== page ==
WASHINGTON ― House Science Committee Chair Lamar Smith (R-Texas) wants to exert congressional authority over state attorneys general who are trying to investigate ExxonMobil’s climate record.
The committee announced plans to hold an oversight hearing on Sept. 14 to “examine Congress’ investigative authority as it relates to the committee’s oversight of the impact of investigations undertaken by the attorneys general of New York and Massachusetts at the behest of several environmental organizations.” The hearing will feature three conservative legal scholars, according to The Hill.
The hearing title, “Affirming Congress’ Constitutional Oversight Responsibilities: Subpoena Authority and Recourse for Failure to Comply with Lawfully Issued Subpoenas,” is a mouthful. But it basically seeks to lend credence to the committee’s efforts to investigate the state attorneys general who are investigating ExxonMobil.
The attorneys general from New York, California, Massachusetts and the Virgin Islands announced investigations into Exxon following stories in InsideClimate News and the Los Angeles Times reporting that Exxon’s scientists knew about the dangers of burning fossil fuels, even as the company worked to undermine climate science.
Exxon has denied those reports and dismissed the investigations as “politically motivated.” The company tried to fight a subpoena from the Virgin Islands AG, arguing that it violates their First Amendment rights and “discriminates based on viewpoint to target one side of an ongoing policy debate”; the AG eventually withdrew the subpoena.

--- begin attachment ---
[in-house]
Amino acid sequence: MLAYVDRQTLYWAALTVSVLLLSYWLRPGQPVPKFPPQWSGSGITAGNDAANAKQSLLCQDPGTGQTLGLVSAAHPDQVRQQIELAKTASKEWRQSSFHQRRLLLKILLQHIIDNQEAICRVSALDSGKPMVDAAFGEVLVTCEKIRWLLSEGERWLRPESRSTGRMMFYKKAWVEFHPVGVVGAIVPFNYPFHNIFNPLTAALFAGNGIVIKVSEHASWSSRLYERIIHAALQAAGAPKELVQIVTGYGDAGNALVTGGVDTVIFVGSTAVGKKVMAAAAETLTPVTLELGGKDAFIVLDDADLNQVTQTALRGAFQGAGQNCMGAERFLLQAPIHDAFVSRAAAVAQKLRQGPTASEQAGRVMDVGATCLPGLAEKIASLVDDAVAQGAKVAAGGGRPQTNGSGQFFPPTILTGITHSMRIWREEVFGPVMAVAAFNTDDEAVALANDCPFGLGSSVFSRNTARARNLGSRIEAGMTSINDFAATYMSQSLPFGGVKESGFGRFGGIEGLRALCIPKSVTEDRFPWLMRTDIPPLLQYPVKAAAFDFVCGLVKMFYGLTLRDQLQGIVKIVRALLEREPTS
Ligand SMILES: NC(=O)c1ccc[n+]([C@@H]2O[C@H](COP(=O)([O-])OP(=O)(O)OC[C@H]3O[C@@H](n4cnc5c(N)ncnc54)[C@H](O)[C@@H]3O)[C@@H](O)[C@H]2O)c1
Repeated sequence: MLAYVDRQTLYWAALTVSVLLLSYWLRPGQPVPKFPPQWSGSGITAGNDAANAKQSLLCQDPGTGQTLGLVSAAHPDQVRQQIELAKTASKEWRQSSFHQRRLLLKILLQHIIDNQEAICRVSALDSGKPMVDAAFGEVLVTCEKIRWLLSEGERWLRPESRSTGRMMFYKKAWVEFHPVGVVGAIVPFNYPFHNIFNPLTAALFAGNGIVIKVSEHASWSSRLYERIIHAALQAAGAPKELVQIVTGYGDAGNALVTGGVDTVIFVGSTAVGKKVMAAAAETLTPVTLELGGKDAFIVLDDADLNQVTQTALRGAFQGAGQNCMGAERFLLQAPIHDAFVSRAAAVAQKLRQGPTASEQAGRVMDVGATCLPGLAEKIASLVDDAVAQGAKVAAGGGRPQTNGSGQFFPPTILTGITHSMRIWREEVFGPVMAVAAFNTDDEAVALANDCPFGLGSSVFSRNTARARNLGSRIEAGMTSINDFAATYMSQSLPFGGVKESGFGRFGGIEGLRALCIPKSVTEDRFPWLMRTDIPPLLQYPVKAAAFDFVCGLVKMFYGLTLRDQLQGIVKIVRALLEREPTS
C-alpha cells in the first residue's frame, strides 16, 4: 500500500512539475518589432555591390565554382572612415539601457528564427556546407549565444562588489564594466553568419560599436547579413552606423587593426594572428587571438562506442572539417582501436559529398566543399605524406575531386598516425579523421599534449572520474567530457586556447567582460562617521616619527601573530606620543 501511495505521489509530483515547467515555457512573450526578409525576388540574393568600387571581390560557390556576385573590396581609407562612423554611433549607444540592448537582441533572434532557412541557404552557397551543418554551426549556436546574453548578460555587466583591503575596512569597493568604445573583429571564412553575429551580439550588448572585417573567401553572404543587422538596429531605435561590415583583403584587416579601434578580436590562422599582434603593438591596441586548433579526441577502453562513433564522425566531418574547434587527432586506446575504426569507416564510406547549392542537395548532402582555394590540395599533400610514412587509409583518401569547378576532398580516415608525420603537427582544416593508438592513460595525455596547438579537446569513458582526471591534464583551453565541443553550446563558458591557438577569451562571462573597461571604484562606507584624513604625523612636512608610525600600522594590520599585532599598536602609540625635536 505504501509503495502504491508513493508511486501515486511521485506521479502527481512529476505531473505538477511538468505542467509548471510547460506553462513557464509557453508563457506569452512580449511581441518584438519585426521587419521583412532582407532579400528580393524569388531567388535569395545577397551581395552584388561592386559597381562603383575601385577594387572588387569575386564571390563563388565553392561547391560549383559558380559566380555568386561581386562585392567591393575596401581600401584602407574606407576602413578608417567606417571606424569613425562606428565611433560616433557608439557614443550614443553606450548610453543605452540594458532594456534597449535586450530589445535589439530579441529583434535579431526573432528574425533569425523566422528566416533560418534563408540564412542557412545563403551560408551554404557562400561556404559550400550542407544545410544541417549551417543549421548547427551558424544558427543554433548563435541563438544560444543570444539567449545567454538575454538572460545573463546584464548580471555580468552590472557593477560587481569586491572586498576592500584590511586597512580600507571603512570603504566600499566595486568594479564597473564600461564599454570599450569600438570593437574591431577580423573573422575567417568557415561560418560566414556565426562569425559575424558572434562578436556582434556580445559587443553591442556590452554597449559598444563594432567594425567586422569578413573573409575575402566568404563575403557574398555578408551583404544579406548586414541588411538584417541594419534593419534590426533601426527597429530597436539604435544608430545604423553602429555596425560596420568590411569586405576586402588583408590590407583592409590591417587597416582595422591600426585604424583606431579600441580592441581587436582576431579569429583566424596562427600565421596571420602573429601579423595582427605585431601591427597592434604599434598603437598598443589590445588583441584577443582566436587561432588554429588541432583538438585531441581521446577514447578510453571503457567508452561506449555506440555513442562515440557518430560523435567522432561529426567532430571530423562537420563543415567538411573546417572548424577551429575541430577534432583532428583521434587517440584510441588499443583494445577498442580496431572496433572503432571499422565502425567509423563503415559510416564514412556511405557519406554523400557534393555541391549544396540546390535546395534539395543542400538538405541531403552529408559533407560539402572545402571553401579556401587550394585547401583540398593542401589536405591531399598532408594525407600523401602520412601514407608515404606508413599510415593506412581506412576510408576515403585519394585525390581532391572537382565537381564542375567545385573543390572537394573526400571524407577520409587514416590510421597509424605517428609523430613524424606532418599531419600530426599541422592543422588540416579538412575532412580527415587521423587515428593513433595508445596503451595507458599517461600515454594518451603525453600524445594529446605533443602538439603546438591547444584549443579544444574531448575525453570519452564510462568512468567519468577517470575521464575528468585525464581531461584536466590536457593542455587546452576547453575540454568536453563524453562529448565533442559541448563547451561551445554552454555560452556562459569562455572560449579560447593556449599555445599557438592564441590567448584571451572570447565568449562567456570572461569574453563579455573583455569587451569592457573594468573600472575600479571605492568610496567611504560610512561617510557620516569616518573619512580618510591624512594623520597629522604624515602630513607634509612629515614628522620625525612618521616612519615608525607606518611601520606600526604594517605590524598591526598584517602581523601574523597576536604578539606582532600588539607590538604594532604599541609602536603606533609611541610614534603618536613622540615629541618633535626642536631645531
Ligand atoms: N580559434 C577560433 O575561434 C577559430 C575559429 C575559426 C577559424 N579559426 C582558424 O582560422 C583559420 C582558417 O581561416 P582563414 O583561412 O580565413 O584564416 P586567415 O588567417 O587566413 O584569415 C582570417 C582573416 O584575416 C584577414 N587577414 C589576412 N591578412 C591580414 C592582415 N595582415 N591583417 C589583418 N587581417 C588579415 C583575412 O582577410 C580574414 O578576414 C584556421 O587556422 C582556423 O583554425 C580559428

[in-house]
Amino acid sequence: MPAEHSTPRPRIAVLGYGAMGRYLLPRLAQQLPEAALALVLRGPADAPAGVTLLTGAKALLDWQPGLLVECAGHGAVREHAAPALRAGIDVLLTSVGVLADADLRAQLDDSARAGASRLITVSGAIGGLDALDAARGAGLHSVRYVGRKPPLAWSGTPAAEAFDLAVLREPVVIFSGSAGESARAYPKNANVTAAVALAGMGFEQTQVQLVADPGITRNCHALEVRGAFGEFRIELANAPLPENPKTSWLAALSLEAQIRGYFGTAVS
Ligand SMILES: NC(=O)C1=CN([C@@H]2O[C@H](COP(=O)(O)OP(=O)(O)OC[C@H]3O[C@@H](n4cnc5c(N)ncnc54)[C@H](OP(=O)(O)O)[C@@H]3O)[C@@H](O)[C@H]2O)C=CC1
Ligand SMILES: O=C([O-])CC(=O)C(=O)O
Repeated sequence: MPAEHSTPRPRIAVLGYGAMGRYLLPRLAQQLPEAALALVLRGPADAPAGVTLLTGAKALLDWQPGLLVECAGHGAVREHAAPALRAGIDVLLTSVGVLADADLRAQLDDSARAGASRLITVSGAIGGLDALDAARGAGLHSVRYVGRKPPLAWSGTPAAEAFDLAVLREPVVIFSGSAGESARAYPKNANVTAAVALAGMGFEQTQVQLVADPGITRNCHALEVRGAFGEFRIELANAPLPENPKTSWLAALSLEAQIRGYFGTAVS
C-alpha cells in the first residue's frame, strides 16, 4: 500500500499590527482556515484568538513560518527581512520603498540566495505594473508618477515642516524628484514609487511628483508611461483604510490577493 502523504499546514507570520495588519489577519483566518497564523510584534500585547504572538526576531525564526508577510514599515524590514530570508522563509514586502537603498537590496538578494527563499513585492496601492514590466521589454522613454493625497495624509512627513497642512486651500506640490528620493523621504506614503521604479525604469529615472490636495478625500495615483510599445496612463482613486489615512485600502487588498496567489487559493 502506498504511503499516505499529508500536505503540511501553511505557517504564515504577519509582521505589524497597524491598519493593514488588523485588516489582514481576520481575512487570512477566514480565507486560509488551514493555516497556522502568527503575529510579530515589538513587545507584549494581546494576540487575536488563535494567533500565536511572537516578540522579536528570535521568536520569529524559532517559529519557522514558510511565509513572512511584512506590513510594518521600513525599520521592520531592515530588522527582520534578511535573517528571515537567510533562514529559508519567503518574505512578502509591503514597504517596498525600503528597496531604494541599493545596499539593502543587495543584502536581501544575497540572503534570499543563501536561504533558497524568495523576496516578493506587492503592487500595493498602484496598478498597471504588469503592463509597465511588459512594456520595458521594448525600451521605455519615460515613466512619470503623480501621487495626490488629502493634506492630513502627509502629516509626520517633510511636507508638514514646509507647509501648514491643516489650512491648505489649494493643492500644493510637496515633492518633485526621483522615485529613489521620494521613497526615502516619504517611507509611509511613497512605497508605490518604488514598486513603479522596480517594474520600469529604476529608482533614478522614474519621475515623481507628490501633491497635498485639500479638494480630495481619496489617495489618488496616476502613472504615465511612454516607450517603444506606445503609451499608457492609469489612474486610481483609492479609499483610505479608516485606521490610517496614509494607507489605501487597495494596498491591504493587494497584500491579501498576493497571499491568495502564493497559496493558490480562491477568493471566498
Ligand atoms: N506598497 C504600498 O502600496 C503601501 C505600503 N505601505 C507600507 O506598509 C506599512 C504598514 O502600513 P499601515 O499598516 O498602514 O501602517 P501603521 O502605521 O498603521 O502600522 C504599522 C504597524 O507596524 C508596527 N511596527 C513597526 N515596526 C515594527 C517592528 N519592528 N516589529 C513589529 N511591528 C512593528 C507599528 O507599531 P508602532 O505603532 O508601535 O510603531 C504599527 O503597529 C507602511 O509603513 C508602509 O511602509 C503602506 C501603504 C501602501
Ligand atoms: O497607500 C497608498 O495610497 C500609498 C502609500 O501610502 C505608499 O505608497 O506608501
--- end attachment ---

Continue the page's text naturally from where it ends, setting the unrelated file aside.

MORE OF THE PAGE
Several other AGs have also said they will undertake investigations and enforcement actions against climate change deniers in the fossil fuel industry.
Smith, who has demonstrated little interest in understanding climate science, has been using the committee to investigate those investigations, issuing his own subpoenas in July to “protect the American people from further infringement of their free speech rights.” He has called the AGs’ investigations “a form of extortion.”
A spokesman for New York Attorney General Eric Schneiderman has dismissed the investigation as “a small group of radical Republican House members” who are “trying to block a serious law enforcement investigation into potential fraud at Exxon.”
How to vote
Vote-by-mail ballot request deadline: Varies by state
For the Nov 3 election: States are making it easier for citizens to vote absentee by mail this year due to the coronavirus. Each state has its own rules for mail-in absentee voting. Visit your state election office website to find out if you can vote by mail.Get more informationTrack ballot status
In-person early voting dates: Varies by state
Sometimes circumstances make it hard or impossible for you to vote on Election Day. But your state may let you vote during a designated early voting period. You don't need an excuse to vote early. Visit your state election office website to find out whether they offer early voting.My Election Office
General Election: Nov 3, 2020
Polling hours on Election Day: Varies by state/localityMy Polling Place